Furthermore, the COVER Act emphasizes the voluntary nature of its incentives. It does not compel farmers to plant cover crops to be eligible for crop insurance. Instead, it recognizes the diverse conditions in which farmers operate and respects their autonomy in choosing the best practices for their land. This legislation is not a stepping stone toward larger conservation mandates, but rather a pragmatic approach to encourage voluntary action.

For those of us who understand the importance of cover crops, this initiative is a step in the right direction. Cover crops play a vital role in reducing erosion, enhancing soil health and mitigating crop losses. These crops provide year-round protection for our soil, making them a cornerstone of sustainable agriculture.

Many students at the University of Minnesota already have the knowledge and the resources to make a tangible impact on the farming industry for decades to come. It is critical that all students are aware of the changes that currently exist between state and federal programs promoting soil health. Agriculture is a key aspect of life for students in Minnesota, and the demand for those able to help farmers accept and adapt better soil health practices continues to grow. It’s crucial we provide our community with everything they need in order to allow agriculture to provide a future for them.  

Adopting cover crops and other regenerative practices aren’t without their own challenges. Transitioning requires not only financial investments, but also access to technical assistance. Many of us need guidance on how to effectively implement these practices. Collaborative efforts between farmers and conservation agronomists, as seen in states like Iowa and Minnesota, are essential for providing the necessary support.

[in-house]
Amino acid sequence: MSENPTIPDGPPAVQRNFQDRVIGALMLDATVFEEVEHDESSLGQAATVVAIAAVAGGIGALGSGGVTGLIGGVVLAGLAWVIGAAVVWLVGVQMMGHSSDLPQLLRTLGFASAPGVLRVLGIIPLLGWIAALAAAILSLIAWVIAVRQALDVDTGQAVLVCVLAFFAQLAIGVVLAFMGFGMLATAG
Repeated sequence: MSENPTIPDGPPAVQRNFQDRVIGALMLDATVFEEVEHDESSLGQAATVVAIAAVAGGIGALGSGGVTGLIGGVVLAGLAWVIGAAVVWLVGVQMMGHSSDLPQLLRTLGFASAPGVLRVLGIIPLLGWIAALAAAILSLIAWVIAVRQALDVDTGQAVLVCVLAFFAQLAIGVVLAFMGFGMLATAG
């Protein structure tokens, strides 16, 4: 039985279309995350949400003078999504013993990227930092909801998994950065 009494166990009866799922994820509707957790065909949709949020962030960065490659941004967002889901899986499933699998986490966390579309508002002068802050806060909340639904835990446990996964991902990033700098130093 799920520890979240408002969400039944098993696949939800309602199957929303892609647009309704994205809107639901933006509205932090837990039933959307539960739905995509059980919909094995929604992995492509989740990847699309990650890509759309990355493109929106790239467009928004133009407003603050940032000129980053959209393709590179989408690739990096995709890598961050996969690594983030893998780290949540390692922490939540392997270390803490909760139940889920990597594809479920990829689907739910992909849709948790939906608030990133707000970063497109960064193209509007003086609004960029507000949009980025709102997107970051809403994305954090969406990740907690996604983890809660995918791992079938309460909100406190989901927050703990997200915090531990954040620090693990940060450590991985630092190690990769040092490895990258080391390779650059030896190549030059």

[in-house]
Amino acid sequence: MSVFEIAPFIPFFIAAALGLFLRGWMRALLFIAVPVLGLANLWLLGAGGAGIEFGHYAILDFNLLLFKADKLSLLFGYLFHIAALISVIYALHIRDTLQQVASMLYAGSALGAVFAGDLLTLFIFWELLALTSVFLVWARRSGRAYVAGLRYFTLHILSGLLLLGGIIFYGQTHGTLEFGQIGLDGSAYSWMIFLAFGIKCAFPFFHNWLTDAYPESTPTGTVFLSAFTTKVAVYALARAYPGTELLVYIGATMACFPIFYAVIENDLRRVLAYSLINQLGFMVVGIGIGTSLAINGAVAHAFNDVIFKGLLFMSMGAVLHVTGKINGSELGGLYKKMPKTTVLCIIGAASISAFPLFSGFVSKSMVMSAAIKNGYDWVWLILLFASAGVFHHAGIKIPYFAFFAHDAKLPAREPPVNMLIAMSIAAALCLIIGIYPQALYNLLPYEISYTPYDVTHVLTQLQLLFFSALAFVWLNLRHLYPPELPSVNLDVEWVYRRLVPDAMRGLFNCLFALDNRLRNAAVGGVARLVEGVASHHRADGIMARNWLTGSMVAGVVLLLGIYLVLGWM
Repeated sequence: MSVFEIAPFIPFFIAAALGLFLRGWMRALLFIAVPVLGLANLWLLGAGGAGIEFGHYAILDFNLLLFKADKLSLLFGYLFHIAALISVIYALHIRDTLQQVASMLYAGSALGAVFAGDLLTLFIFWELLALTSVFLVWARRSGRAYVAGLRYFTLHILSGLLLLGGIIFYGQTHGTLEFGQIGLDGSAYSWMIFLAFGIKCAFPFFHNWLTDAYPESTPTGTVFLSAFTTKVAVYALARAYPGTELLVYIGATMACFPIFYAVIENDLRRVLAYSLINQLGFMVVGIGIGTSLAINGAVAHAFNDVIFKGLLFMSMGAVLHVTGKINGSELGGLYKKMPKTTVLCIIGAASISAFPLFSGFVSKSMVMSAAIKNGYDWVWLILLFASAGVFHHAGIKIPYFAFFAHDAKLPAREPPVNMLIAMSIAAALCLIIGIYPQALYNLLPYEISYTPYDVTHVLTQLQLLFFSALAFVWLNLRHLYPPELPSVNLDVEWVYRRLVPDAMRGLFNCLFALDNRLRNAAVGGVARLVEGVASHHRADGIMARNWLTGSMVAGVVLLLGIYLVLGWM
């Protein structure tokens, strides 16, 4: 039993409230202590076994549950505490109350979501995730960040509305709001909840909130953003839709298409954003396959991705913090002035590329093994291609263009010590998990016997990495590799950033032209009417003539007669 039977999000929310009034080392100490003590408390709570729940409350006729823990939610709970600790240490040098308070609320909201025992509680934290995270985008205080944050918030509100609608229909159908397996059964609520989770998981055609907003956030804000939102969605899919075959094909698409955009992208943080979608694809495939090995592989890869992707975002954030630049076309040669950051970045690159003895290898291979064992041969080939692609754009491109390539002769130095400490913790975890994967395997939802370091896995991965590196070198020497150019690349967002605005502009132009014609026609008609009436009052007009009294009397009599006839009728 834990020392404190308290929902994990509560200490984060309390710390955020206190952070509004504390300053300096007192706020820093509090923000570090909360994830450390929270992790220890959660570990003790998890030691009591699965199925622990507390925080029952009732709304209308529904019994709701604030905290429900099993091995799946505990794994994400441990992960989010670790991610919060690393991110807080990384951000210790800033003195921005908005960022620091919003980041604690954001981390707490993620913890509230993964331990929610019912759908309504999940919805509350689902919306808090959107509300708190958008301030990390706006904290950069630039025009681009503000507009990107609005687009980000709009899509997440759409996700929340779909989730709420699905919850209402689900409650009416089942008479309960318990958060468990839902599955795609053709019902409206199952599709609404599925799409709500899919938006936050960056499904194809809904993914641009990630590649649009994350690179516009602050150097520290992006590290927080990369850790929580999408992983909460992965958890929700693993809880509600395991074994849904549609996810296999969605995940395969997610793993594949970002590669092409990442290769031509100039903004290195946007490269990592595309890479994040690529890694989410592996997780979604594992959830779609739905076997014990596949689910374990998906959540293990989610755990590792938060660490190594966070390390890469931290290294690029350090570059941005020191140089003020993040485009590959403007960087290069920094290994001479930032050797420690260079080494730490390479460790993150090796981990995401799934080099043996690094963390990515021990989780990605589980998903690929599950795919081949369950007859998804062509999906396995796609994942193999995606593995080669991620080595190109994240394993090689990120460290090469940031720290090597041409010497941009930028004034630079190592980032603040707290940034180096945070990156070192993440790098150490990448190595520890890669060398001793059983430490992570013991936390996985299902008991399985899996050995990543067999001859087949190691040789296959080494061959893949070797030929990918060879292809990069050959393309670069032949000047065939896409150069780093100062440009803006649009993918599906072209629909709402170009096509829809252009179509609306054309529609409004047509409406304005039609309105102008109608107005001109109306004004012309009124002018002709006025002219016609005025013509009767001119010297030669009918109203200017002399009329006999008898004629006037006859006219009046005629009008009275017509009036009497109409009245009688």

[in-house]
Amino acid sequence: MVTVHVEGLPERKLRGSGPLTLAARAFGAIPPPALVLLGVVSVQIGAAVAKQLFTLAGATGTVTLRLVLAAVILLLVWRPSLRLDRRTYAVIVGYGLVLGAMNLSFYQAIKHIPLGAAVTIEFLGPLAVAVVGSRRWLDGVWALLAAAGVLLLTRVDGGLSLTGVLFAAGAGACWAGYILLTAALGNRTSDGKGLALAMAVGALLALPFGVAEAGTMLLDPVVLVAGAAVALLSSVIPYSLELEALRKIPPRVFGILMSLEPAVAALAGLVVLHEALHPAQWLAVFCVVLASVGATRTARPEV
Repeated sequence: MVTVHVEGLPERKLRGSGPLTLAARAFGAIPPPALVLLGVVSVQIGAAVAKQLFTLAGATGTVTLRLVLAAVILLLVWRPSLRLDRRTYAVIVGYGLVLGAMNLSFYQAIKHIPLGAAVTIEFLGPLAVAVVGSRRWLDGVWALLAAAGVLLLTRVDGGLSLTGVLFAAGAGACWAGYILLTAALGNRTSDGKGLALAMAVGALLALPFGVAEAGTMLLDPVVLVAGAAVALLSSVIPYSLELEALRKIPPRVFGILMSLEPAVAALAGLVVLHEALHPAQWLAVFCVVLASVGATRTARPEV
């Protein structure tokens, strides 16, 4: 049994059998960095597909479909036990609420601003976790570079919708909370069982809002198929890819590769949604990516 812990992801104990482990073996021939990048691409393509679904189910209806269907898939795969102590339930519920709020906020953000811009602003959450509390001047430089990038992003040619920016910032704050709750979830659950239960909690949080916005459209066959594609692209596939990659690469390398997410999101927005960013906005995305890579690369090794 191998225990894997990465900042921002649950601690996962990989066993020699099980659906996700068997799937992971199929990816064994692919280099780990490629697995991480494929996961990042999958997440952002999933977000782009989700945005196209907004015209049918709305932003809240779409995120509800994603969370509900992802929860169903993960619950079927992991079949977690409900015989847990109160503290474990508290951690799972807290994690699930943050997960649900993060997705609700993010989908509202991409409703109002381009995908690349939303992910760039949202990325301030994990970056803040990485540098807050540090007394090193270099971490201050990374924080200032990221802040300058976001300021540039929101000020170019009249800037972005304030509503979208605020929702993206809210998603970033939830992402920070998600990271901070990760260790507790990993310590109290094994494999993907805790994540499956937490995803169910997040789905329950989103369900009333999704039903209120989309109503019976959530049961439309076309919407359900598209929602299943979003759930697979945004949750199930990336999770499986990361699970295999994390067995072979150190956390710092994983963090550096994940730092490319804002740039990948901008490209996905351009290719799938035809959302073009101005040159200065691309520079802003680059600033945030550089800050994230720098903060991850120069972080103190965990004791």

In a state like ours, where agriculture is the lifeblood of our economy, this legislation can help build a more robust coalition of farmers. When farmers unite to advocate for sustainable practices, legislators are more inclined to listen to our collective voice. I’ve witnessed the power of these coalitions within soil health groups, where ideas are exchanged, and farmers’ concerns are elevated to policymakers.

By embracing the COVER Act, we can position ourselves for a future where sustainable farming practices are not just an option, but a necessity. Minnesota’s rich tradition of agricultural innovation and environmental stewardship is at stake.

It’s time to embrace this opportunity for a more resilient farming future.

Doug Bos has been the Assistant Director of the Rock County SWCD/Land Management Office for over 26 years. Prior to this position, Doug served as an agronomist and Assistant Manager of the Hills-Beaver Creek Farmers Coop.